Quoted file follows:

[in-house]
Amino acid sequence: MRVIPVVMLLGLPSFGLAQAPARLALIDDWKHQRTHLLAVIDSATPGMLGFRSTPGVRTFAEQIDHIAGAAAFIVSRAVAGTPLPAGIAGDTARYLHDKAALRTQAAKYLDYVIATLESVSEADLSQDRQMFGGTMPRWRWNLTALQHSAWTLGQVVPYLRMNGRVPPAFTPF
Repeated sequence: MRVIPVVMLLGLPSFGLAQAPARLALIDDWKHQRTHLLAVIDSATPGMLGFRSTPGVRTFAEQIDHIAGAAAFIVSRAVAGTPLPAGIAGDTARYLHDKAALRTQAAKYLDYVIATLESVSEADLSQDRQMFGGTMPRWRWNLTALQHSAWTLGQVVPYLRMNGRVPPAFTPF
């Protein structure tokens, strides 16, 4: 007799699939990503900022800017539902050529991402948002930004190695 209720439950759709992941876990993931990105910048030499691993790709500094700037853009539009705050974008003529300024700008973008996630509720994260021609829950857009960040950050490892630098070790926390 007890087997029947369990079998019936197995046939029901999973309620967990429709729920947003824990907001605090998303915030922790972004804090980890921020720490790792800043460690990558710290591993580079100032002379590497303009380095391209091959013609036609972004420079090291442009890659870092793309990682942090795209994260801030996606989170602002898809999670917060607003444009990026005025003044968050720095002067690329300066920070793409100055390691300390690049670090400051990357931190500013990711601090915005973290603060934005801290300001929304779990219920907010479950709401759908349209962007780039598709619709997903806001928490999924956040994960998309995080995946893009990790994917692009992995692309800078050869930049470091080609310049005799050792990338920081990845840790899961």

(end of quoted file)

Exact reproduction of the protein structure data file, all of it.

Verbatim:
[in-house]
Amino acid sequence: MRVIPVVMLLGLPSFGLAQAPARLALIDDWKHQRTHLLAVIDSATPGMLGFRSTPGVRTFAEQIDHIAGAAAFIVSRAVAGTPLPAGIAGDTARYLHDKAALRTQAAKYLDYVIATLESVSEADLSQDRQMFGGTMPRWRWNLTALQHSAWTLGQVVPYLRMNGRVPPAFTPF
Repeated sequence: MRVIPVVMLLGLPSFGLAQAPARLALIDDWKHQRTHLLAVIDSATPGMLGFRSTPGVRTFAEQIDHIAGAAAFIVSRAVAGTPLPAGIAGDTARYLHDKAALRTQAAKYLDYVIATLESVSEADLSQDRQMFGGTMPRWRWNLTALQHSAWTLGQVVPYLRMNGRVPPAFTPF
């Protein structure tokens, strides 16, 4: 007799699939990503900022800017539902050529991402948002930004190695 209720439950759709992941876990993931990105910048030499691993790709500094700037853009539009705050974008003529300024700008973008996630509720994260021609829950857009960040950050490892630098070790926390 007890087997029947369990079998019936197995046939029901999973309620967990429709729920947003824990907001605090998303915030922790972004804090980890921020720490790792800043460690990558710290591993580079100032002379590497303009380095391209091959013609036609972004420079090291442009890659870092793309990682942090795209994260801030996606989170602002898809999670917060607003444009990026005025003044968050720095002067690329300066920070793409100055390691300390690049670090400051990357931190500013990711601090915005973290603060934005801290300001929304779990219920907010479950709401759908349209962007780039598709619709997903806001928490999924956040994960998309995080995946893009990790994917692009992995692309800078050869930049470091080609310049005799050792990338920081990845840790899961």